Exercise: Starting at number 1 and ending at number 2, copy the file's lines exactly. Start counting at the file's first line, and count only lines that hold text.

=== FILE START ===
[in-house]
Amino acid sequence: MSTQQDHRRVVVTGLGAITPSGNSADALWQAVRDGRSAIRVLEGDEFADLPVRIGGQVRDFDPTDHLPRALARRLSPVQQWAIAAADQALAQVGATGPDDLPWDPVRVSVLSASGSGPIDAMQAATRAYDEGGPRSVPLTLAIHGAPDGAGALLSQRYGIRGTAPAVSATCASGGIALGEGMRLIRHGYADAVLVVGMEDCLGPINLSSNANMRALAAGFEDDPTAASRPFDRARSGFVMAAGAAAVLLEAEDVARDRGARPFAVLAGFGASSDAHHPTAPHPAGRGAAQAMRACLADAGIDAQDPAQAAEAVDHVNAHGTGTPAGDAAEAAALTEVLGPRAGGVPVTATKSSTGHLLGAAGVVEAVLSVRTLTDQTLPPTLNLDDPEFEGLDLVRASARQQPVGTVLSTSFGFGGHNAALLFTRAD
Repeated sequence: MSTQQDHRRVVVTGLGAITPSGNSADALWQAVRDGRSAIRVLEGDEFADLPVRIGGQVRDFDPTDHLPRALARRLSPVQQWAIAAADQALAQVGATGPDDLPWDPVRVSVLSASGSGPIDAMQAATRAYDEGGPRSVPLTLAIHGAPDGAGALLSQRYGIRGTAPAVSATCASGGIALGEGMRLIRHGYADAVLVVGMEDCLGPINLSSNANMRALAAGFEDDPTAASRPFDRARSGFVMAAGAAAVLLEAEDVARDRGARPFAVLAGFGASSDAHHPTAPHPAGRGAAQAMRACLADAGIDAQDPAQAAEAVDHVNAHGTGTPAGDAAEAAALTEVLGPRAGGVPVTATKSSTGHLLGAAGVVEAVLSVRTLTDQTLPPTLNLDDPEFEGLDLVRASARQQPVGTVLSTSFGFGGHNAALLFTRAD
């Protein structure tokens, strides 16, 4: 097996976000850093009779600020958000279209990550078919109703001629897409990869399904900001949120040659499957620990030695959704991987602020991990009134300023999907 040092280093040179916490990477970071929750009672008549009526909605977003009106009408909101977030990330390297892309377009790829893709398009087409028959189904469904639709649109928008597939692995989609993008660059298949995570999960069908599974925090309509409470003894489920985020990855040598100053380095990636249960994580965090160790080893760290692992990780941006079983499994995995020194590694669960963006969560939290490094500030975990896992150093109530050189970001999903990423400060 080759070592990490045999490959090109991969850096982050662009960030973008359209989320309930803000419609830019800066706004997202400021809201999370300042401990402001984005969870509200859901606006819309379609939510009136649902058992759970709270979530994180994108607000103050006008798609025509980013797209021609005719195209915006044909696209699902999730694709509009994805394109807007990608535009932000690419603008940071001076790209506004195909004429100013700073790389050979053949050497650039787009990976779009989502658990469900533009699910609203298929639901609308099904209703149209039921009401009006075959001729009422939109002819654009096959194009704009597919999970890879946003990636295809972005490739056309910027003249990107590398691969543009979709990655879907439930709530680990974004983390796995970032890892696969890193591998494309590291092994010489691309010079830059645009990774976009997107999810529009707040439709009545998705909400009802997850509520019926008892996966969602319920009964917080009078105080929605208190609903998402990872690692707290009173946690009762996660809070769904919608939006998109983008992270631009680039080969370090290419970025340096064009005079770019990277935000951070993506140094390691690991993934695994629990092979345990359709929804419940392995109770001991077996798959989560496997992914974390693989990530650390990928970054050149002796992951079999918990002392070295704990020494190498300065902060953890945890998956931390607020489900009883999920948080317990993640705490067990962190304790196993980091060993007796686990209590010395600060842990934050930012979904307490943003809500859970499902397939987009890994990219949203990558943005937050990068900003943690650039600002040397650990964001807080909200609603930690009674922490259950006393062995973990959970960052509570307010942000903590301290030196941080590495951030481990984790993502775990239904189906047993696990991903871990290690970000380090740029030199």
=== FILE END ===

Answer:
[in-house]
Amino acid sequence: MSTQQDHRRVVVTGLGAITPSGNSADALWQAVRDGRSAIRVLEGDEFADLPVRIGGQVRDFDPTDHLPRALARRLSPVQQWAIAAADQALAQVGATGPDDLPWDPVRVSVLSASGSGPIDAMQAATRAYDEGGPRSVPLTLAIHGAPDGAGALLSQRYGIRGTAPAVSATCASGGIALGEGMRLIRHGYADAVLVVGMEDCLGPINLSSNANMRALAAGFEDDPTAASRPFDRARSGFVMAAGAAAVLLEAEDVARDRGARPFAVLAGFGASSDAHHPTAPHPAGRGAAQAMRACLADAGIDAQDPAQAAEAVDHVNAHGTGTPAGDAAEAAALTEVLGPRAGGVPVTATKSSTGHLLGAAGVVEAVLSVRTLTDQTLPPTLNLDDPEFEGLDLVRASARQQPVGTVLSTSFGFGGHNAALLFTRAD